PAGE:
Signs have been pointing to SoundCloud eventually becoming a pay service for a while now. Major labels and copyright owners have been pulling down music left and right from the site. Without a reliable flow of audio, there’s nothing to keep users clicking. To keep that flow going, SoundCloud would have to secure labels’ interest, and that means monetizing their service. Ads are already part of the music-hosting company’s model, and now a leaked contract between SoundCloud and the National Music Publishers’ Association has revealed more details about the inevitable subscription packages.
The 19-page contract can be seen in its entirety below, but the immediate takeaway is that SoundCloud is planning a three-tier system. At the base would be a free, ad-based service that would allow users a limited access to the site’s catalog. Next up would be an “Additional Services” level, something that would remove the ads and add more catalog, but not everything. To get full access to all of SoundCloud’s music, you’d need to opt for the “Full Catalog Subscription Service”.
As for how this all translates to pennies in the labels’ pockets, TechCrunch reports that the companies would be owed 10.5% of all revenue from subscriptions and ads, or nearly 22% of what is earned through any recording rights owned by SoundCloud, whichever is higher. There’s a clause that says the labels could take $0.18 from each Additional Services subscriber and/or $0.80 from each Full Catalog Subscription Service subscriber if that would net the labels more than the 10.5% or 22% payouts at each level.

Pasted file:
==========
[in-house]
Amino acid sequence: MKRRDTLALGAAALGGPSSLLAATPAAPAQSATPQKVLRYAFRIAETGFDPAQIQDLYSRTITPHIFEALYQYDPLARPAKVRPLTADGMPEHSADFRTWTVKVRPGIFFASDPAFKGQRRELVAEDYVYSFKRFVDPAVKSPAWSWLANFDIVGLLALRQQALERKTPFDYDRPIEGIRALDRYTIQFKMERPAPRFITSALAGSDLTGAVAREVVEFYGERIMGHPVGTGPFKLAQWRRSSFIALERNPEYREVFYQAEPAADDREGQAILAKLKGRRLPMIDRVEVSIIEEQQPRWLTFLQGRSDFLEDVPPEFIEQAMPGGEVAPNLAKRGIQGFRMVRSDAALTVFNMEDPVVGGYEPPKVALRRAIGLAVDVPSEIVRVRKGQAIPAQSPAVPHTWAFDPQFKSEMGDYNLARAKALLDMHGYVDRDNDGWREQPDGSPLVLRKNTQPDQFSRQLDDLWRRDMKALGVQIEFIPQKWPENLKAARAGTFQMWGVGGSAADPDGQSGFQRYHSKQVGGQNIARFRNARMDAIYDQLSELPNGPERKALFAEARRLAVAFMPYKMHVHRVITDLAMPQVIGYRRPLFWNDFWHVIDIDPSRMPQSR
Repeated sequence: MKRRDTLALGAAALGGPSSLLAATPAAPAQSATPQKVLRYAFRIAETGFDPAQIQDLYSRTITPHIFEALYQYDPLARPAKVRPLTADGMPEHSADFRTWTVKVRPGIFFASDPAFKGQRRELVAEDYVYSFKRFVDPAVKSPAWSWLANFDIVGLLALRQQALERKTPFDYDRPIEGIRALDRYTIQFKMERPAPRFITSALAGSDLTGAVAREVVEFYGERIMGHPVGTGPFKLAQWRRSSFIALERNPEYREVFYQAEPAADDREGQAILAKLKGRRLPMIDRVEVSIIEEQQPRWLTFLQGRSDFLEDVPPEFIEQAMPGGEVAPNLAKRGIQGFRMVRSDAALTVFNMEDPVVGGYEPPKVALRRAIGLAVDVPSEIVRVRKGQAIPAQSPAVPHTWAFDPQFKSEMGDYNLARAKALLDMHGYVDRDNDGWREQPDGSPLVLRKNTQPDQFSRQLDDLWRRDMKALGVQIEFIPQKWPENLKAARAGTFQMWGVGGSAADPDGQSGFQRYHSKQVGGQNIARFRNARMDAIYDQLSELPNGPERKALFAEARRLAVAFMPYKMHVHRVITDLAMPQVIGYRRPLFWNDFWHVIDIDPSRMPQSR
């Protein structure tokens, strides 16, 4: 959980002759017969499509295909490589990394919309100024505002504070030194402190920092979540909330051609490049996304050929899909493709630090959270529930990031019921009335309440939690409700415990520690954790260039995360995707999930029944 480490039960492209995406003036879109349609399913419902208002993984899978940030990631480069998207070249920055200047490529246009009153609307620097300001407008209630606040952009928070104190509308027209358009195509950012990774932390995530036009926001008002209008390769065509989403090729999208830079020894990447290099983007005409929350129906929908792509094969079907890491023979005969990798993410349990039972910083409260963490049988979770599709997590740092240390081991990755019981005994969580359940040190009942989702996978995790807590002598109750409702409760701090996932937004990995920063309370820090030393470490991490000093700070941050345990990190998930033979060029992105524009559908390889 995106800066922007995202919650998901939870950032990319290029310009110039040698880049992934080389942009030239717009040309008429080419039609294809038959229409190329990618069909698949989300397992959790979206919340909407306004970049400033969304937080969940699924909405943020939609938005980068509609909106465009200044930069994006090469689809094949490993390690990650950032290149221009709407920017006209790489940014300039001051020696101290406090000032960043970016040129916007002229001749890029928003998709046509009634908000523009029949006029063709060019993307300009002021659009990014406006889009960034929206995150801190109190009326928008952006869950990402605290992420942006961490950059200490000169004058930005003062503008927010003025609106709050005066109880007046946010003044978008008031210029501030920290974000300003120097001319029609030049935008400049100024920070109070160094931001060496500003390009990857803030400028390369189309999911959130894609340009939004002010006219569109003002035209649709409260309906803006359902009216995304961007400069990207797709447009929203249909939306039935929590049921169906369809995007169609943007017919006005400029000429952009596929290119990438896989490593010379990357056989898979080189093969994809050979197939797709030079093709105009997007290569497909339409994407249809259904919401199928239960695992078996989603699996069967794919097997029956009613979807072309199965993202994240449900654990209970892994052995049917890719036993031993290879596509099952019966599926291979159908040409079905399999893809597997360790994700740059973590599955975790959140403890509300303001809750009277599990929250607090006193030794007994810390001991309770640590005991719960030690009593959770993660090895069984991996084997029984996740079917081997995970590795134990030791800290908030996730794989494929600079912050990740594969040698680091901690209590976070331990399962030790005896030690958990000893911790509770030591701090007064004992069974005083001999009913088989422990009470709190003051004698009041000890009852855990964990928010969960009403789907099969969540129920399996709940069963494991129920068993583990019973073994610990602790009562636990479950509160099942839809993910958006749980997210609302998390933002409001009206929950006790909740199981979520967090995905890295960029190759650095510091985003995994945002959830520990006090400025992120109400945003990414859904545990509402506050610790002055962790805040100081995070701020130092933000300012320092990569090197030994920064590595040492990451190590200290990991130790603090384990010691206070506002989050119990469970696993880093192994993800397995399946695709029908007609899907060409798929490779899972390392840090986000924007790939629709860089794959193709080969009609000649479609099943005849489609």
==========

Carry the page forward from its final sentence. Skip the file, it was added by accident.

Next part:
What’s more, there’s a “Most Favored Nation” clause that would ensure independent labels compensation equal to deals cut with major labels after market share is accounted for. SoundCloud also offered an advance of $350,000 to each independent label and publisher.
The contract is unsigned, so it’s not known if this is the actual deal the NMPA agreed to last month. However, it’s become pretty obvious that if listeners want to continue to use SoundCloud to its fullest potential, they’re going to have to start ponying up some dough.